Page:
Immunoregulatory soluble CTLA-4 modifies effector T cell responses in systemic lupus erythematosus

Lekh N. Dahal, Neil Basu, Hazem Youssef, Rahul C. Khanolkar, Robert N. Barker, Lars P. Erwig, Frank J. Ward

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The inhibitory CTLA-4 molecule is a crucial regulator of immune responses and a target for therapeutic intervention in both autoimmunity and cancer. In particular, CTLA-4 is important in controlling antigen-specific immunity, including responses to autoantigens associated with autoimmune disease. Here, we investigate cytokine responses to a range of lupus-associated autoantigens and assess whether the alternatively spliced isoform of CTLA-4, soluble CTLA-4 (sCTLA-4), contributes to immune regulation of autoantigen-specific immunity in systemic lupus erythematosus (SLE).

The cell culture supernatant production of sCTLA-4 as well as the cytokines IL-10, IFN-γ, and IL-17 from peripheral blood mononuclear cells (PBMC) from lupus patients and age- and sex-matched healthy volunteer donors were measured in response to previously identified histone and small nuclear ribonucleoprotein (snRNP) autoantigen-derived peptides (H391-105, H471-93, and U170K131-151) by ELISA. We also examined the functional contribution of sCTLA-4 to immune regulation in the context of these autoantigenic peptides following blockade of sCTLA-4 with a selective anti-sCTLA-4 monoclonal antibody, JMW-3B3.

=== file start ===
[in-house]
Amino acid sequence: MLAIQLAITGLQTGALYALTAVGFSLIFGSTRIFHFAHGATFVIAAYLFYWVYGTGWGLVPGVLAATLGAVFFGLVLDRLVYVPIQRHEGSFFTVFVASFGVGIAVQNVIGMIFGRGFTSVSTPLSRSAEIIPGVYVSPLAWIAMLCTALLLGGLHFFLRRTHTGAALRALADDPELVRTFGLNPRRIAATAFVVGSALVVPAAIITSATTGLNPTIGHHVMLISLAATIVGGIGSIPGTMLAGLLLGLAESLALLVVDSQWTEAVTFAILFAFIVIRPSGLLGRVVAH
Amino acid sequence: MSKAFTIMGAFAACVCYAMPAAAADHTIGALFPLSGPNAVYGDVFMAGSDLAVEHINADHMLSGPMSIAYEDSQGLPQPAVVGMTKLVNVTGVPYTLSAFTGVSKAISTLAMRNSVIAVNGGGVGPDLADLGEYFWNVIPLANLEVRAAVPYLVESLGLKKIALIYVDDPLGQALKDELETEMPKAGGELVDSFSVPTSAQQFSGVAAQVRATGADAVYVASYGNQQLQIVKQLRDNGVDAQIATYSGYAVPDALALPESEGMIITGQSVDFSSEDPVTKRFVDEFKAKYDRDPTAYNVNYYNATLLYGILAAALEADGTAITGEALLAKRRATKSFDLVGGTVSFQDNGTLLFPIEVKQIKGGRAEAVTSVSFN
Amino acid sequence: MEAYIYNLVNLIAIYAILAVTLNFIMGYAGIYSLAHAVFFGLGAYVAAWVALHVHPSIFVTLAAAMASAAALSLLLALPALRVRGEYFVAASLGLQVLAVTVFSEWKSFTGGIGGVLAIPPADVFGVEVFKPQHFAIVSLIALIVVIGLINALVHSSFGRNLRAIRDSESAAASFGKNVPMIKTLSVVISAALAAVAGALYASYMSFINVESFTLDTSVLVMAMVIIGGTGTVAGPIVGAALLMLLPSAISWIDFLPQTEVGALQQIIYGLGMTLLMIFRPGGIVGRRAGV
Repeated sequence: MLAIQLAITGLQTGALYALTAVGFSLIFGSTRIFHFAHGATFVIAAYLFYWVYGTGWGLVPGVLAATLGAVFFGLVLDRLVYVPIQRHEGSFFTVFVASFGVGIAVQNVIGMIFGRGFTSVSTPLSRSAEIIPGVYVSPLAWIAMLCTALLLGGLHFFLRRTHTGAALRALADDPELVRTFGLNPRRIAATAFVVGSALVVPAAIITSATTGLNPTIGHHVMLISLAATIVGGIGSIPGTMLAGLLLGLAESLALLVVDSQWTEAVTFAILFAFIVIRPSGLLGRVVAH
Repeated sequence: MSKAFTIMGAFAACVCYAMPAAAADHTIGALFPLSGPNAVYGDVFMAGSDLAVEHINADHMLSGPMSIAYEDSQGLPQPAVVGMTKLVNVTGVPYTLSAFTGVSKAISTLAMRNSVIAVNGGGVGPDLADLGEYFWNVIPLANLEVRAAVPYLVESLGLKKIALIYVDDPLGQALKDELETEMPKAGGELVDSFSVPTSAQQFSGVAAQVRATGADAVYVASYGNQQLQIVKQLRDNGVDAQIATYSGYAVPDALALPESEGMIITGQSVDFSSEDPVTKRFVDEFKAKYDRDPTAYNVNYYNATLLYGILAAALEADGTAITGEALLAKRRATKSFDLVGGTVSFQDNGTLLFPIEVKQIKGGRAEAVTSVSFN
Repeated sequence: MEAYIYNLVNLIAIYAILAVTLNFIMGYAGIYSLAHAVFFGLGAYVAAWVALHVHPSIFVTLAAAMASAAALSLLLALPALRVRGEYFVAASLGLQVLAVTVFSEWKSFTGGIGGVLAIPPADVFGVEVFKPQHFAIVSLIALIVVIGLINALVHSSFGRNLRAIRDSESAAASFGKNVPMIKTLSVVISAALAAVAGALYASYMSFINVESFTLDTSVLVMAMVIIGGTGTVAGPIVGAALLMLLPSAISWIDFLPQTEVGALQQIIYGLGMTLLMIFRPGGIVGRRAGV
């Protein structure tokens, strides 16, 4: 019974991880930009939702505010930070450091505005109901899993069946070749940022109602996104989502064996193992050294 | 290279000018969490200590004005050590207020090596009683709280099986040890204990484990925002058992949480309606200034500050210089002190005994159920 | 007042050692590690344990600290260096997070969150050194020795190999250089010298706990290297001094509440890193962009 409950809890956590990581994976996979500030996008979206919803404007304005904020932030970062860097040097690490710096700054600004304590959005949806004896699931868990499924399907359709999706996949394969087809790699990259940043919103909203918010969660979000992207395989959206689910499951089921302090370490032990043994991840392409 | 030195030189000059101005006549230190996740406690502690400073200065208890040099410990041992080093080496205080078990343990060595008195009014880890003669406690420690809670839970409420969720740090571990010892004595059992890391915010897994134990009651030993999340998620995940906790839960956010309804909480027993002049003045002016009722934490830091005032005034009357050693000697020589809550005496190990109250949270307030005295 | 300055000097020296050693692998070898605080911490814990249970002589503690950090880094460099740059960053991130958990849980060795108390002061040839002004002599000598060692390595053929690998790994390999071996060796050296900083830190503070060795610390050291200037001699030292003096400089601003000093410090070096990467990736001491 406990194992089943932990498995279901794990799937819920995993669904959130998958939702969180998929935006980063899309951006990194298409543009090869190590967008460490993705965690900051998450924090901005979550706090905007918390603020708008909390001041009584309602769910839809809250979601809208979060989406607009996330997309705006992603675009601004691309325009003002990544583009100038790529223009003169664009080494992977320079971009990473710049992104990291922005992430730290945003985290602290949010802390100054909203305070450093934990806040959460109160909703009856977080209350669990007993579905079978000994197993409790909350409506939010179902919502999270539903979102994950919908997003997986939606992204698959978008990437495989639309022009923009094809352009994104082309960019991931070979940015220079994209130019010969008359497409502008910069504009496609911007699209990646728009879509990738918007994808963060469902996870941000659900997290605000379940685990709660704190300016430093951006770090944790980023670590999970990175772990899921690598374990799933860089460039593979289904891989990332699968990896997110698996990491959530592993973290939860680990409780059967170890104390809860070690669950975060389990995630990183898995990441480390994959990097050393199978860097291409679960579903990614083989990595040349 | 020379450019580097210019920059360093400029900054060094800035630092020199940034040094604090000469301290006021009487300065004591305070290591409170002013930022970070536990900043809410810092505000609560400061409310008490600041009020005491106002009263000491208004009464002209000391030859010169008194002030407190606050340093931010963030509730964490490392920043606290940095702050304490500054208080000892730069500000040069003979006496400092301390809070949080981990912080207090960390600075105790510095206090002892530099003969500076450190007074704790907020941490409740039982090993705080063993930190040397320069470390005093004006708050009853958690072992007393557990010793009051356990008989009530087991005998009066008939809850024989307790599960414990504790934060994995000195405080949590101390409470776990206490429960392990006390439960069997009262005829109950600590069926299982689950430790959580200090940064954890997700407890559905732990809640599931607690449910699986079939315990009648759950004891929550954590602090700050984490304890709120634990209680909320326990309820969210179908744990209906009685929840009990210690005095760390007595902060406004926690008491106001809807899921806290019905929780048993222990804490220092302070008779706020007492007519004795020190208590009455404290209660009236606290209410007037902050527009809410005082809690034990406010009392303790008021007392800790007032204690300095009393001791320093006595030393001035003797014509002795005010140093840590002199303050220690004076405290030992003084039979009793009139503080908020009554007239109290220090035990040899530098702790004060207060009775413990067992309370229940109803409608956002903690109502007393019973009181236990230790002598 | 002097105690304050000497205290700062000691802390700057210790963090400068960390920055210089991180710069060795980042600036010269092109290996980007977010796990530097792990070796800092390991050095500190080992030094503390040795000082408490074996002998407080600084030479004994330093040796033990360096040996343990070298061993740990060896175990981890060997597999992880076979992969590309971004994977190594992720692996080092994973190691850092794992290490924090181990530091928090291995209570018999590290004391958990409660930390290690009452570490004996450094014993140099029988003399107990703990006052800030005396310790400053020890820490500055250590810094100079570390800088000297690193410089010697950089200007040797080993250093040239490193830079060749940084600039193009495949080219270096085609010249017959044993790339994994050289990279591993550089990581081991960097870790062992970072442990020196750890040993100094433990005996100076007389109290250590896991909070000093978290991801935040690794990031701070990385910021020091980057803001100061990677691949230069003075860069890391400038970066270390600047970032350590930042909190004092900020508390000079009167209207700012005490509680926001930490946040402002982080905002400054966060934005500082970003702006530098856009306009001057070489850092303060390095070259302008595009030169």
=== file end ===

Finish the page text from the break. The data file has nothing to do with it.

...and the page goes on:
We identified responses to autoantigenic peptides, which revealed qualitative differences in cytokine (IL-10, IL-17, and IFN-γ) profiles between SLE patients and healthy donors. PBMC from healthy donors responded to each of the lupus peptides by secreting IFN-γ and IL-17, but PBMC from SLE patients produced IL-10. Although we did not observe differences in the levels of serum or PBMC culture supernatant sCTLA-4 in either cohort, blockade of sCTLA-4 in PBMC cultures responding to antigen enhanced the cytokine profiles associated with each group.

The results show that lupus autoantigen-derived peptides display varied immunogenicity in lupus versus healthy volunteer donors, while sCTLA-4 acts to regulate the T-cell activity independently of response profile.
Original languageEnglish
Article number180
Pages (from-to)1-11
Number of pages11
JournalArthritis Research & Therapy
Publication statusPublished - 4 Aug 2016

Bibliographical note

This work was supported by Arthritis Research UK (Grant no. 19282). We are grateful to Dr. Nick Fluck for his invaluable support in recruiting patients for the study, and Mrs. Vivien Vaughan for her invaluable expertise in recruiting study participants and maintaining ethical documentation.


  • Soluble CTLA-4
  • Systemic lupus erythematosus
  • Immune regulation


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